“If [an enemy] rises up to destroy you, rise earlier to destroy him: twenty, thirty nuclear bombs will do to assure the job gets done,” he continued.

    He also called on the Jewish people to remember its near destruction at the hands of the Nazis and exact revenge on Germany, now a staunch ally of Israel.

    When the Messiah comes, Ben-Eliyahu wrote, Israel will reverse the Final Solution. “Twenty, thirty atomic bombs on Berlin, Munich, Hamburg, Nuremberg, Cologne, Frankfurt, Stuttgart, Dresden, Dortmund and so on to assure the job gets done. And the land will be quiet for a thousand years,” he wrote.

    Of note here: The phrase rendered here “If [an enemy] rises up to destroy you, rise earlier to destroy him” is not a remark of Ben-Eliyahu — he is quoting the Babylonian Talmud, Sanhedrin 72a:

    Im ba l’hargekha, hashkem l’hargo

    variously translated “If he come to slay thee, forestall by slaying him<" in the Soncino edition and more colloquially "If someone comes to kill you, rise up and kill him (first)" on the AJC site.

    On sneers, smears, and mutual sniping

    Friday, July 31st, 2015

    [ by Charles Cameron — not exactly an enthusiast of negative campaigning ]

    I’ve been having a series of conversations with my friend Tom Merino recently, and a couple of days ago he suggested two quotes to me for comparison:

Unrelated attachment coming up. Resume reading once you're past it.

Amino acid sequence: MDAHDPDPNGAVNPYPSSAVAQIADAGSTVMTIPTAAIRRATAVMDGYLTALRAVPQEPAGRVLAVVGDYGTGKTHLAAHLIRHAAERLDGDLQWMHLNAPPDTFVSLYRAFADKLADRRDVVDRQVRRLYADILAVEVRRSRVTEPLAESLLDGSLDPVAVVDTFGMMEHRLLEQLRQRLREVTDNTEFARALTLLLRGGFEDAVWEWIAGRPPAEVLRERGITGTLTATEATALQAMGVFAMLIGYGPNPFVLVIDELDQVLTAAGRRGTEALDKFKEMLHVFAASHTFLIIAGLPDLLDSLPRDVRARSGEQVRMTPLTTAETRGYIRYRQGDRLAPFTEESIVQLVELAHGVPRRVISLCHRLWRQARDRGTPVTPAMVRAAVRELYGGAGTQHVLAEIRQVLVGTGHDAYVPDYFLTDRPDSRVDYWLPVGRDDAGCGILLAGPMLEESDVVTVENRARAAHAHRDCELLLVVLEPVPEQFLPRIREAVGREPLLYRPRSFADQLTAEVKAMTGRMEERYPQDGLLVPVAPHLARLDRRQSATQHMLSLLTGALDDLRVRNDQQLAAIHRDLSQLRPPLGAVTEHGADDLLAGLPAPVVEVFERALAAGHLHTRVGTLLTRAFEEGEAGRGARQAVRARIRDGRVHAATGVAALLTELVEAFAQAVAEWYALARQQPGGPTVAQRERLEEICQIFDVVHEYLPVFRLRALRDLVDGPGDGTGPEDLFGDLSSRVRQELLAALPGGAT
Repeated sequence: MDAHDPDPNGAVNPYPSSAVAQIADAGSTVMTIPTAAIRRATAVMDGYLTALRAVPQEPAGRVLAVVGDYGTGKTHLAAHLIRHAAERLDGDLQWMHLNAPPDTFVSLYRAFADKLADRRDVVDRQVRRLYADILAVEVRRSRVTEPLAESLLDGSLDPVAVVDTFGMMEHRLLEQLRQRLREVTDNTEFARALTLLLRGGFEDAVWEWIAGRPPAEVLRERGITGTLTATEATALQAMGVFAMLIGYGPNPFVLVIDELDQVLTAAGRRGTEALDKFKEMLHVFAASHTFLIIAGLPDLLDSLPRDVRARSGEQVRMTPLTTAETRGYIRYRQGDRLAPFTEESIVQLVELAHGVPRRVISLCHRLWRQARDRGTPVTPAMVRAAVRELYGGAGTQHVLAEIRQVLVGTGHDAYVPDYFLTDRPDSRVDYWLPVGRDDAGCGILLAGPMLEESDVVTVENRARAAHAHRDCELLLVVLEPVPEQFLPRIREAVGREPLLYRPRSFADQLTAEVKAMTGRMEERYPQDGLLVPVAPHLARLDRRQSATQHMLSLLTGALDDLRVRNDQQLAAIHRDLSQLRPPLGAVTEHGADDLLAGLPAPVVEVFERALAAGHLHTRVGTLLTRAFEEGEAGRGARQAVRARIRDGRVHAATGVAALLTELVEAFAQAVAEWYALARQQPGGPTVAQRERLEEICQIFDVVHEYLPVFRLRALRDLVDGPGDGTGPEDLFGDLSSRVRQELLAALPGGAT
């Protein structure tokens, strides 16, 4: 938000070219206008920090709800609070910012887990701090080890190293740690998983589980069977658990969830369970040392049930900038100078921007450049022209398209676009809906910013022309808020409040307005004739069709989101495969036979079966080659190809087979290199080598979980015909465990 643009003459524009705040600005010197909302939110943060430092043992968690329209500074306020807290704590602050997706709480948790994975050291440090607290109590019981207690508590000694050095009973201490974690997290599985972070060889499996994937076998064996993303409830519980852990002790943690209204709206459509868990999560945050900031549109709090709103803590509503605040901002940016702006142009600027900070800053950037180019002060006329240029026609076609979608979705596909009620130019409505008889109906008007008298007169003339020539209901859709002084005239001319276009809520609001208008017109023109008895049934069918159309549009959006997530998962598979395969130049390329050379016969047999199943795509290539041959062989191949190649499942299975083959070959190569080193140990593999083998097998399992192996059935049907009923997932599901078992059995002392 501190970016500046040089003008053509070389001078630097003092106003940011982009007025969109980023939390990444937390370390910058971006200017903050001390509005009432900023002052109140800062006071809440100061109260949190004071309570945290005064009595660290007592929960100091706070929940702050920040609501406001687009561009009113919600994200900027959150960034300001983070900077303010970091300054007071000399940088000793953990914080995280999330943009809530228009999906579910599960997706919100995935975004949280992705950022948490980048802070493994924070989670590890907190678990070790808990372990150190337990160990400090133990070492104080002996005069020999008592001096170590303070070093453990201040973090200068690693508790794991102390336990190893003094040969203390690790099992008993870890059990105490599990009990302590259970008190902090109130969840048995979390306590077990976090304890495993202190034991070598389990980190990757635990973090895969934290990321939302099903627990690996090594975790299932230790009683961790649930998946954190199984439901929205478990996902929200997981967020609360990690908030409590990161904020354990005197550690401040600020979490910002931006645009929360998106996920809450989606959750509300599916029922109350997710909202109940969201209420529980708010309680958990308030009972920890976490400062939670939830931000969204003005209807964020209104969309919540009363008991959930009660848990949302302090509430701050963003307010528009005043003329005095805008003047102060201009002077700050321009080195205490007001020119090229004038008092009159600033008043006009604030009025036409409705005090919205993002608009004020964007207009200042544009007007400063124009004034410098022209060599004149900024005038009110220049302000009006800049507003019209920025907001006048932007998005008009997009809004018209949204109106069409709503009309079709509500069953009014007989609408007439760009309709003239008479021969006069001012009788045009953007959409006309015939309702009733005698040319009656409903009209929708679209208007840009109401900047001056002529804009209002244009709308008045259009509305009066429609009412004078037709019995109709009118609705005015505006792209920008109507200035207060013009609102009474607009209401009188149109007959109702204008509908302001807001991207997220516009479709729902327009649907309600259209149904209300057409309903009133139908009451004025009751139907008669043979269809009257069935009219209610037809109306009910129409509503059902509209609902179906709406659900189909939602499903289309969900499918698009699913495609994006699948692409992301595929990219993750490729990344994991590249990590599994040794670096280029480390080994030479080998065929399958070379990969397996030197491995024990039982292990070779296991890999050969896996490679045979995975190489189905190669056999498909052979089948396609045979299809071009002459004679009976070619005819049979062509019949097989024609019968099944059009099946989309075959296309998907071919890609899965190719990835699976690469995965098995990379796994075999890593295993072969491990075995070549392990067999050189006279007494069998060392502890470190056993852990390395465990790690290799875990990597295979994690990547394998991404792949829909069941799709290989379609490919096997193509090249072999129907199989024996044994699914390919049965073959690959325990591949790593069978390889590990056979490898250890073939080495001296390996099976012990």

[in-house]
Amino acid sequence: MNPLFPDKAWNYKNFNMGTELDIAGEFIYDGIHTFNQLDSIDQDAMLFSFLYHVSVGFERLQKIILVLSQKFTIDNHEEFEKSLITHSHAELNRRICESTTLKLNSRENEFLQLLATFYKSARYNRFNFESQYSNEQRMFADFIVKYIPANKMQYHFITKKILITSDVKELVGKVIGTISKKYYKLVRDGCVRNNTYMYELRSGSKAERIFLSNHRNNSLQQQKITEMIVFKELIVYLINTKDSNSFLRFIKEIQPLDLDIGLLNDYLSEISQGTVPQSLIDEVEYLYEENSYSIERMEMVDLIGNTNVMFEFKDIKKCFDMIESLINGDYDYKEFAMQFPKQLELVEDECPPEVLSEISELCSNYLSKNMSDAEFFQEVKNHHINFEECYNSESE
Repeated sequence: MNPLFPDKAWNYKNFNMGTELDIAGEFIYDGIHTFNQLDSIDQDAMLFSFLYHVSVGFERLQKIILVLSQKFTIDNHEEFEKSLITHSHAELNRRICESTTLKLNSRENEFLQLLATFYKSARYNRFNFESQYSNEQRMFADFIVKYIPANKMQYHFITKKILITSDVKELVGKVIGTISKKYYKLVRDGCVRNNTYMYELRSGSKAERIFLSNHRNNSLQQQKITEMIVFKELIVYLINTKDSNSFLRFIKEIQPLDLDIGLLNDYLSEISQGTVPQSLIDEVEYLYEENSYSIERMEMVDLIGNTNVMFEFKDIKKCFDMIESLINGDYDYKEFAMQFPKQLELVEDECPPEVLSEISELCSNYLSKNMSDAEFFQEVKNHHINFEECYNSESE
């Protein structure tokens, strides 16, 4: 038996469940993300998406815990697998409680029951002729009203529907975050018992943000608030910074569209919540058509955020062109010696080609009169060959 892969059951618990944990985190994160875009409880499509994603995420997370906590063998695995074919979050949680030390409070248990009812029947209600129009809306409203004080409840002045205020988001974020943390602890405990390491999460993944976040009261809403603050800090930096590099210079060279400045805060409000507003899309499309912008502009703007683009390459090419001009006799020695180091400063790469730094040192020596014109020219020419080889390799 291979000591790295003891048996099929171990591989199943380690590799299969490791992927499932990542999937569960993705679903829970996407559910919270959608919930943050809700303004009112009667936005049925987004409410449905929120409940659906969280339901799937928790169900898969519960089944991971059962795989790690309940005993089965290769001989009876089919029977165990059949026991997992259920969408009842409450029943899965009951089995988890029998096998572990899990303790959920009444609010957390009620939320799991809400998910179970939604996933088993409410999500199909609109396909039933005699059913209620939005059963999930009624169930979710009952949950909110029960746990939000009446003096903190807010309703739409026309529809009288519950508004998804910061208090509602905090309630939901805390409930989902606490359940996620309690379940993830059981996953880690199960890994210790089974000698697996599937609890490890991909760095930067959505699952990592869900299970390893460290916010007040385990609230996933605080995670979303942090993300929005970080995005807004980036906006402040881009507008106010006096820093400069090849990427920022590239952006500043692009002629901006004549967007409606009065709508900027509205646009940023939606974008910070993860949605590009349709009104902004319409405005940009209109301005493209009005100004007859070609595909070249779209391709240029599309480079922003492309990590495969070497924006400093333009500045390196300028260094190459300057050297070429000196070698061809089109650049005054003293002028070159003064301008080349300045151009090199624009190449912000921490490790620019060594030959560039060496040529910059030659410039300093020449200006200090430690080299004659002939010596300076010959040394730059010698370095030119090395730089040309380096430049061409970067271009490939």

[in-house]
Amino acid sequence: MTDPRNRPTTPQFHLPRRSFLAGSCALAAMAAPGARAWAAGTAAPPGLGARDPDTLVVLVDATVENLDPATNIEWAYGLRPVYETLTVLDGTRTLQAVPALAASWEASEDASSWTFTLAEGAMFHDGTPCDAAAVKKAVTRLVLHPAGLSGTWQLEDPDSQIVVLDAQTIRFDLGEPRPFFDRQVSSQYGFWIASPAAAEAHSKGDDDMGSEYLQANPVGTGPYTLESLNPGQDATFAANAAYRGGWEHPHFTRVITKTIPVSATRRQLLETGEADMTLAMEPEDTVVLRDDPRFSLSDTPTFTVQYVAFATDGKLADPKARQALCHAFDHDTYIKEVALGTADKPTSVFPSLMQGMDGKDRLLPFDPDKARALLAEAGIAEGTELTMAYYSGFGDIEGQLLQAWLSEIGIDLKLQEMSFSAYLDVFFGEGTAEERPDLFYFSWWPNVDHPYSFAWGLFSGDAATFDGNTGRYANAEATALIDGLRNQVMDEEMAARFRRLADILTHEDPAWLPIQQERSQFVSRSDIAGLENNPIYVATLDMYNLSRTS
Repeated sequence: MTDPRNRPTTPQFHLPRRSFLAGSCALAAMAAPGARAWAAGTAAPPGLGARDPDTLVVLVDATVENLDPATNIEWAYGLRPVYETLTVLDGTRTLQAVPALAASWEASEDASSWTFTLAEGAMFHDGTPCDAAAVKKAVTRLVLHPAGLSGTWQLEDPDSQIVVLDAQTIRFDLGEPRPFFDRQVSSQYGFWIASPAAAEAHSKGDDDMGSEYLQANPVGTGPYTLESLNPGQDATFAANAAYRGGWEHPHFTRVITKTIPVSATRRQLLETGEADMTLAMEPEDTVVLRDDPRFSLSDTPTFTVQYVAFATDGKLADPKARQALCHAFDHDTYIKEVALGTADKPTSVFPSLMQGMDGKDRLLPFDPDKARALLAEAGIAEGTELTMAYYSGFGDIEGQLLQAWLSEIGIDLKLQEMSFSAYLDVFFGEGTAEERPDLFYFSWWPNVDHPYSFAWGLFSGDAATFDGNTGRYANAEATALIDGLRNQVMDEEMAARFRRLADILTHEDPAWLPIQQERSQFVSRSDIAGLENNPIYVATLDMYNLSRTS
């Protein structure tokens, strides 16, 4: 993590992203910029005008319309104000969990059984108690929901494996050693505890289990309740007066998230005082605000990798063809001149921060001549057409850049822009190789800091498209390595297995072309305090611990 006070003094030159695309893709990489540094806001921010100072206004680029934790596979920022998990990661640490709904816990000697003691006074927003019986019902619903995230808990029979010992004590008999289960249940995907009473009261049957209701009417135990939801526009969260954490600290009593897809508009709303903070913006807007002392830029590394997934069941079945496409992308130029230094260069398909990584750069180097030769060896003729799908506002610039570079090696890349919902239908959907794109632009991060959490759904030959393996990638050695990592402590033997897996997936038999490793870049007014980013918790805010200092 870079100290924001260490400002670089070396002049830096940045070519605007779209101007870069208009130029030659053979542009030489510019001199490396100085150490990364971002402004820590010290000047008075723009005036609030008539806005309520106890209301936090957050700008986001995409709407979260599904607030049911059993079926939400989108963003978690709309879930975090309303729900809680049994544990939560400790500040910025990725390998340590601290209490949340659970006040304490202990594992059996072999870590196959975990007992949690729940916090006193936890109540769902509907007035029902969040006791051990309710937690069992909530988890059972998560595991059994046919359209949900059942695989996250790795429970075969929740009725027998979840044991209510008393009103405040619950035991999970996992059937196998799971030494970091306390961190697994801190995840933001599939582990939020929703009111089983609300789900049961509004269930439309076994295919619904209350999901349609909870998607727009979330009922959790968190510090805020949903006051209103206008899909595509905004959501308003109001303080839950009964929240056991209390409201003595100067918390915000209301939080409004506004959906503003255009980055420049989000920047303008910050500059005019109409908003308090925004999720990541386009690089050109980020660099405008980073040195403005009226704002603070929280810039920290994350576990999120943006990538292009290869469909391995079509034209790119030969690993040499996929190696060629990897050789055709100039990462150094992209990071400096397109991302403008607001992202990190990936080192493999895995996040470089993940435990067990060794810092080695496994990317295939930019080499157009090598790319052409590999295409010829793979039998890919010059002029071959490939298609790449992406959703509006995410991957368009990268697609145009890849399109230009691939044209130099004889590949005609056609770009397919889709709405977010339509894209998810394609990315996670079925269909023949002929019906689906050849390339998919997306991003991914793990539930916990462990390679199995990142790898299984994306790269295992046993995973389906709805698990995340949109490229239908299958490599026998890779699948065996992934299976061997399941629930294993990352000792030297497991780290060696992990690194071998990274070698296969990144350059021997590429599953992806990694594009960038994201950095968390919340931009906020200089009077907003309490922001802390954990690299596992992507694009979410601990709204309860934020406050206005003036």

SPEC DQ Tom's DoubleSpeak

    I’ve formatted them in my usual DoubleQuotes style, but my friend calls the pairing DoubleSpeak and sees them as the starting point for an investigation of the vexed question — who uses the most frequent and vicious slurs against “the other side” — liberals or conservatives?


    How would we even begin to measure that? Who would decide whether, for instance, smearing a Republican presidential candidate with a remark that clearly evokes slavery is a lesser or greater lapse than smirching a Democratic president with a remark that clearly evokes the Holocaust?

    And who would host a venue where both liberals and conservatives could and would report abuses and insults of this sort, so that some measures of frequency, severity and authority could be employed in something resembling a fair ranking?

    Note: on the difficulties of such ranking, see Malcolm Gladwell‘s The Order of Things.


    And then there’s Sarah Palin, who used the phrase “blood libel” to describe attacks on her the wake of the shooting of Gabrielle Giffords — because she, Palin, had used a map with crosshairs on Democrats she hoped would be defeated.. Giffords included.

    SPEC DQ Palin map blood libel

    — the problem here being that “blood libel” refers pretty specifically to the accusation against the Jews that they bake matzoh for Passover using the blood of young Christian children they have slaughtered.

    Again, the rhetoric she used trivialized the blood libel, just as Biden trivialized slavery and Huckabee trivializes the Shoah.


    But then, hey — if putting cross-hairs on Democrats you’d like to see removed from office is itself an example of heated and dangerous rhetoric, wouldn’t the same be true of putting targets on Republicans you’d like to see removed?